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I'm baffled by this: "you want a tiny bit of light in the front that shuts off with finger pressure". REALLY?? Isn't it like... a leak?
 

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Discussion Starter · #3 ·
There is no a leak at the front. But there is more light at the front than in the back just before its closed. In other words - you want the back to close the smallest fraction before the front. Because of the geometry - the back (near the hynge) moves less than the front. So by the time you apply normal finger pressure - the front and back will have the same pressure seal against the tonehole rim.

Otherwise you risk having the front gain on the back and then with normal finger pressure - the front has more seal pressure on the tonehole rim than the back. This mistake is what happens when you try to make the front & back touch at the same instant (before normal finger pressure comes to bear) - you often end up with a leak in the back near the hynge. All good repairmen know this.
 

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There is no a leak at the front. But there is more light at the front than in the back just before its closed. In other words - you want the back to close the smallest fraction before the front. Because of the geometry - the back (near the hynge) moves less than the front. So by the time you apply normal finger pressure - the front and back will have the same pressure seal against the tonehole rim.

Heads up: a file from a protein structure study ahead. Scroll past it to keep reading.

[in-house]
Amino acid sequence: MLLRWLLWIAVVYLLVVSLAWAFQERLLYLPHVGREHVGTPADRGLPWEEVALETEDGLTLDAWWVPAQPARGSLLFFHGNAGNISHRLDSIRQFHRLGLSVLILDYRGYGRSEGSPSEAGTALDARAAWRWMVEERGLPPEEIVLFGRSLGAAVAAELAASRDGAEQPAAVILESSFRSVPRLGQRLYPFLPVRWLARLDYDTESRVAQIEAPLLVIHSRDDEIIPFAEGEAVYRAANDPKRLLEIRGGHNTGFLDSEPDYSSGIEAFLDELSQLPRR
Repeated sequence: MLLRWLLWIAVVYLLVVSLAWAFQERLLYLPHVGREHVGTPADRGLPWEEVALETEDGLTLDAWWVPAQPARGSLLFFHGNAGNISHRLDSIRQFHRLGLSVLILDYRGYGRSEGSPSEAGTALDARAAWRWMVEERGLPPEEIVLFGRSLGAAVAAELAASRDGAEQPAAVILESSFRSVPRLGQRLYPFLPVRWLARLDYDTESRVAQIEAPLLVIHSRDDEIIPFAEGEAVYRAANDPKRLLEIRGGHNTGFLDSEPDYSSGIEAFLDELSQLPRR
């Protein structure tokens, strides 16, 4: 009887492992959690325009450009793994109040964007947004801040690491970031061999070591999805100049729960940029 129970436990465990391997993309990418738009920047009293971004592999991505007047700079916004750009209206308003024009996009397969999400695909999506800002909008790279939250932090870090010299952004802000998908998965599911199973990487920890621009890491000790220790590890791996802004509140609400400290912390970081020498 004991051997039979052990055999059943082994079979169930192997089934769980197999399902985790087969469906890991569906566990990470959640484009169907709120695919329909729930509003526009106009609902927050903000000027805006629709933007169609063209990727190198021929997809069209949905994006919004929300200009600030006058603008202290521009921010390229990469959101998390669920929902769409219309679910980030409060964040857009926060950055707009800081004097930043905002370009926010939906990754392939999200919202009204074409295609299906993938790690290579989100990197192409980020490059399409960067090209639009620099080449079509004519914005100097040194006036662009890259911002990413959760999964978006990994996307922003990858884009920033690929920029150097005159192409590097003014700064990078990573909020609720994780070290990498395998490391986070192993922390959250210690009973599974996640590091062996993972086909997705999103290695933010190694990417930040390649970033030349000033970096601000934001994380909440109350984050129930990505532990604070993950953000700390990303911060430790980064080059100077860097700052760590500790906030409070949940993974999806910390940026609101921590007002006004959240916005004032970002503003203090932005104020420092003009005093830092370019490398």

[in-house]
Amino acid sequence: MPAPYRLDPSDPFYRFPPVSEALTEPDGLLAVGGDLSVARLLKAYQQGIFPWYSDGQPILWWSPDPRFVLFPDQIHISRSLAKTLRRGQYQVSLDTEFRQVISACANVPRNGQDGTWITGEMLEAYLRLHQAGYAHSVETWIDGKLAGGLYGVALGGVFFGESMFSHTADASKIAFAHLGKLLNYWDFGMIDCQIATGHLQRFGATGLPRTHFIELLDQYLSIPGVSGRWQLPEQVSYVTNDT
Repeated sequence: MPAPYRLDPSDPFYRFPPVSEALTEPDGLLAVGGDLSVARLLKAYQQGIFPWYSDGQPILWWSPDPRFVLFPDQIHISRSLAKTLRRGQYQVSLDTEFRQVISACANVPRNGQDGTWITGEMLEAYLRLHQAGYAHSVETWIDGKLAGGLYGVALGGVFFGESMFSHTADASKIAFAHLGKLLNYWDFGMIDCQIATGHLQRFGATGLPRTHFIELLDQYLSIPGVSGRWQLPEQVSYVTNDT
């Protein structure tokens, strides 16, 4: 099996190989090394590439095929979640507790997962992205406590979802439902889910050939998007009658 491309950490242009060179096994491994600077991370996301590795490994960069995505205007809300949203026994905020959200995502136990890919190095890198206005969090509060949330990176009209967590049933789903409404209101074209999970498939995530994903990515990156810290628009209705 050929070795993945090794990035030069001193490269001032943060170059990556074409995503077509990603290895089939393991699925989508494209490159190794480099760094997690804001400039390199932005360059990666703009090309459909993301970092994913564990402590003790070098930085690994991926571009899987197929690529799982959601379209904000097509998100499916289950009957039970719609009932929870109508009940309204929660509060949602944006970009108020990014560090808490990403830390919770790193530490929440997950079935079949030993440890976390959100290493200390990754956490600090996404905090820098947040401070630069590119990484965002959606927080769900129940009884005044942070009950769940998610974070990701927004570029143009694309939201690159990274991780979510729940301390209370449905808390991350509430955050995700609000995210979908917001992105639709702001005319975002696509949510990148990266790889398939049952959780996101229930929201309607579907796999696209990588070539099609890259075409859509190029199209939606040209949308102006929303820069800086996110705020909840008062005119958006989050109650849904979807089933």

Otherwise you risk having the front gain on the back and then with normal finger pressure - the front has more seal pressure on the tonehole rim than the back. This mistake is what happens when you try to make the front & back touch at the same instant (before normal finger pressure comes to bear) - you often end up with a leak in the back near the hynge. All good repairmen know this.
Thanks for clarifying!
 

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I like this a lot and I understand that the trick of the spring loaded pad makes things easier for a thin and hard pad that hasn't got the " give" that a " normal" leather pad has.

However (the technicians will pardon me if I am saying something stupid because I am not a tech) this seems to be a nice little trick that could be used on other pads too , for example the black Kangaroo pads are credited to be thin and hard (probably not as much as these) and , who knows , they might benefit from this too?
 

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Discussion Starter · #8 ·
The resonator helps keep the gold pad together so its necessary.

The gold pads have a stiff plastic backing that makes the pads very flat and they stay flat so the spring pushes the flat gold pad against a flat tonehole and you get a perfect seal. Sometimes you have to check and correct the tonehole flatness with the diamond tonehole file tool as shown in the video. Leather pads are not as flat as gold pads so the spring technique doesn't work as well with them. But I wont' keep anyone from trying it.

See the new "Gold sax pad installation demo" at:


more info at jsengineering.net
 

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yes, I understand the problem of the backing. I remember someone selling pads with a metal backing like those in the old days..........
 
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